“… I think that could possibly be something that would just kind of show the unity of the league and teams acknowledging the wrong that they had with that and just how that kind of whole situation went down. But is that the exact cause of action? I’m not 100% sure, but I’m pretty sure that will probably be thrown in the mix somehow.”
Hicks, though, hoped more action would be taken going forward than taking a knee during the national anthem in protest of police brutality.
“I guess in my mind, I want another step,” Hicks said. “I want to see something bigger, different. That already turned out negatively, and we understood what (Kaepernick) meant by it. I will say this: Let’s make the situation better. I’ll choose change over having to take another knee. I’d rather we just move on.”
MORE: Matt Forte calls for police accountability at peaceful Chicago protest
Bears coach Matt Nagy didn’t specifically commit to supporting players who would take a knee in protest, but did commit to doing a lot of listening and expected whatever his team did, they'd do together.
“I’ll look for advice from the players,” Nagy said. “Hey, how do you think we should handle this?”
Those demonstrations may not necessarily look like Kaepernick’s. Maybe they will. Players have three months — assuming the season starts on time amid the COVID-19 pandemic — to discuss and decide how to use their gameday platforms to try to effect change and make our country safe and equitable for the Black community.
But it feels like players are feeling not only emboldened to do more, but feel more secure in doing so. And that's key, because one of the most important things I heard today was Robinson talking about not letting the activism and the pushes for progress get lost as we get farther and farther away from the killing of George Floyd.
Here’s what he had to say:
“I think the biggest thing for me is challenging everybody — African-American, other ethnicities, white, no matter what it is — to even when we get past these next days, weeks, months, to keep the same energy and keep the same mindset that you have now,” Robinson said. “As open as your eyes and ears are right now in this current moment, in the future, to have that same kind of humility, to have your eyes and ears open.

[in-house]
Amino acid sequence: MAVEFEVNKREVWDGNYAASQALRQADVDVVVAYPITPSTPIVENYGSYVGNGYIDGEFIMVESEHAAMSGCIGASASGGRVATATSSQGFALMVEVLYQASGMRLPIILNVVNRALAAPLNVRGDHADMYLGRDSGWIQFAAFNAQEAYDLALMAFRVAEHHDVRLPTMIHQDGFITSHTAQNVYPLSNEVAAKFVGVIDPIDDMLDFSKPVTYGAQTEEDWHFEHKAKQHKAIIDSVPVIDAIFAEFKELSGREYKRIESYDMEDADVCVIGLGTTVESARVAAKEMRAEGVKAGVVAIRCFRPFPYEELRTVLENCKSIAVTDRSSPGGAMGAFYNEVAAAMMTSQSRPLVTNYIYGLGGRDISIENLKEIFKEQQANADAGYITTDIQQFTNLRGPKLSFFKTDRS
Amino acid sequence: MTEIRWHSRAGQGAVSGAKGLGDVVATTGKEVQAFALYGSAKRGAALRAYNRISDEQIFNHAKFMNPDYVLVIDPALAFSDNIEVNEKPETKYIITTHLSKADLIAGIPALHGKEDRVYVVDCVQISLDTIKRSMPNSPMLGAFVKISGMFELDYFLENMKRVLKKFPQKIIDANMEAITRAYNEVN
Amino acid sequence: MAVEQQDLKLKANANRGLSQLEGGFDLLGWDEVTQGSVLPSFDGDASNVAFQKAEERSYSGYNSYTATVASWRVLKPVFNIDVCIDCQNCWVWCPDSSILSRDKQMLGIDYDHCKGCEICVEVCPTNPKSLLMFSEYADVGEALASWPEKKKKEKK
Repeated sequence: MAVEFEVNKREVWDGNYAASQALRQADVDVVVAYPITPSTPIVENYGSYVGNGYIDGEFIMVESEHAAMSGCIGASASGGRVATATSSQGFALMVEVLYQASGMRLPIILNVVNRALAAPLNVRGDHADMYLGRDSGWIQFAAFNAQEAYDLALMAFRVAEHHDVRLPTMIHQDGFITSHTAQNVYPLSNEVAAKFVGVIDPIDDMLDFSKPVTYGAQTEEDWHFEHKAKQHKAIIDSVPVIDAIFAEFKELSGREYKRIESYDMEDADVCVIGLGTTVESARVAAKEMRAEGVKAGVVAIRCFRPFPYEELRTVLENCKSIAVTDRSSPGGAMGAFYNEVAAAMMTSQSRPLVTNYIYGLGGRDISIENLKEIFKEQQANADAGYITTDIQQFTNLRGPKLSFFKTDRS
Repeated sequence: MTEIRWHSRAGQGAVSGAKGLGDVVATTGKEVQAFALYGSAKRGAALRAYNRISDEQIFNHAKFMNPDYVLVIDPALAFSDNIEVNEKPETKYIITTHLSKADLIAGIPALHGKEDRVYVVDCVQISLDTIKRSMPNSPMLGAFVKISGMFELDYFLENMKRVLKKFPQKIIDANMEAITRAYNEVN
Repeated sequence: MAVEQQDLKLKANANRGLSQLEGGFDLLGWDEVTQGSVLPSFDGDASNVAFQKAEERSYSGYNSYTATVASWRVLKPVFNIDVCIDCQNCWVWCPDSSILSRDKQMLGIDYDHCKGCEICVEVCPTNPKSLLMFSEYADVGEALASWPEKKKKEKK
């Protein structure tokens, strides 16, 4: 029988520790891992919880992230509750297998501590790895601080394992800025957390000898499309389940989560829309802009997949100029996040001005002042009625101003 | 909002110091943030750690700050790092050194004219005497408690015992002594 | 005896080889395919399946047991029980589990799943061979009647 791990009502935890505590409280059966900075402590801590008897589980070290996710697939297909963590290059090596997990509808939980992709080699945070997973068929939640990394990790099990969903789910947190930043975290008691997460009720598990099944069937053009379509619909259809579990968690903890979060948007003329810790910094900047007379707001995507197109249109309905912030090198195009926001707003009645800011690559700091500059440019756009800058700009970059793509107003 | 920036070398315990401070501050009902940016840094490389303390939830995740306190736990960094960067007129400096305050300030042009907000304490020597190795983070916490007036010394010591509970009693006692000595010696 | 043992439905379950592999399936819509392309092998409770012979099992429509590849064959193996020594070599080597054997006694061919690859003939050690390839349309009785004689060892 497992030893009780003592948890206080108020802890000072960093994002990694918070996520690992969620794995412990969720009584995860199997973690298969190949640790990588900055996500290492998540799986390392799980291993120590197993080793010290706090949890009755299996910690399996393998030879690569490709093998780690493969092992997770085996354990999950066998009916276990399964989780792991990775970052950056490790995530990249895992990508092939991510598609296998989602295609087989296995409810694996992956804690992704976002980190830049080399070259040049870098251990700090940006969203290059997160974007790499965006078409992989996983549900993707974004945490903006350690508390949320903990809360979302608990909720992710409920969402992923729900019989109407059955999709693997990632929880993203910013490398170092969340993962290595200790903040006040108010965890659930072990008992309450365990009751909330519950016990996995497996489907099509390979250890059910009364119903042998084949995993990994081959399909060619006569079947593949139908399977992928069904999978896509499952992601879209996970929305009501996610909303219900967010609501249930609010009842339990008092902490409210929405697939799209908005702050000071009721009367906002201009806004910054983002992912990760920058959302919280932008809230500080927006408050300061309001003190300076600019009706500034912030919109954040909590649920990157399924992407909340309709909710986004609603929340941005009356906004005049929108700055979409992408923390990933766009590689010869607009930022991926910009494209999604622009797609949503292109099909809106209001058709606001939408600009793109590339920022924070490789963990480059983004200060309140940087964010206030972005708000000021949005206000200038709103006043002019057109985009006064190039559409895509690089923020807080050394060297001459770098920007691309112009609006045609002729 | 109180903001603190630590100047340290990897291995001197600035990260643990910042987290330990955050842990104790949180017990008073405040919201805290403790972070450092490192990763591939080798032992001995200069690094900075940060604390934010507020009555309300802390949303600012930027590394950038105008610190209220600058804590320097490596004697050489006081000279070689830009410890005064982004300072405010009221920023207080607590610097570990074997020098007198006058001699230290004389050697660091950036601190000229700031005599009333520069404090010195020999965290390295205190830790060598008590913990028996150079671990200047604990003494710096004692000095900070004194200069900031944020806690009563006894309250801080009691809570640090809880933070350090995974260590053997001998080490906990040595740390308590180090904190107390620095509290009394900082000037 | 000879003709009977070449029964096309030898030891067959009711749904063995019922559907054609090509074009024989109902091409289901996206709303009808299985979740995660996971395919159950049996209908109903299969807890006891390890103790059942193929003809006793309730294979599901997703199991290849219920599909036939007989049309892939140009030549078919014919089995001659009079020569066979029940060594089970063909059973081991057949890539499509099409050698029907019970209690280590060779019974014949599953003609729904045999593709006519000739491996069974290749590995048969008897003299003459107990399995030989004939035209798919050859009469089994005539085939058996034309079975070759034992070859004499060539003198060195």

“To people who are protesting and to some people who are looting, that fire and that passion that you have for your community and for your peers of whatever ethnic group you’re from, have that same energy when it comes to being able to give back in the community when things aren’t happening when a man is being killed for being Black and being arrested. Have that same kind of passion and compassion in the future.
“I think that if we can do that you’ll see a greater change where it doesn’t take all this happening for somebody to hold up a sign, to go march in the street. You can still get your voice out. You can still give back to the community. You can still do all those things.
“The caucasian people we may know, to go out there, it’s the same thing. It doesn’t take this for somebody to be, okay, we’re acknowledging what’s right or wrong. If you’re walking down the street and you see something that isn’t right happening, to let your voice be known that that isn’t right. I think if we do that as people, I think everything will start to become better, a better place, and just start to naturally start to become better.”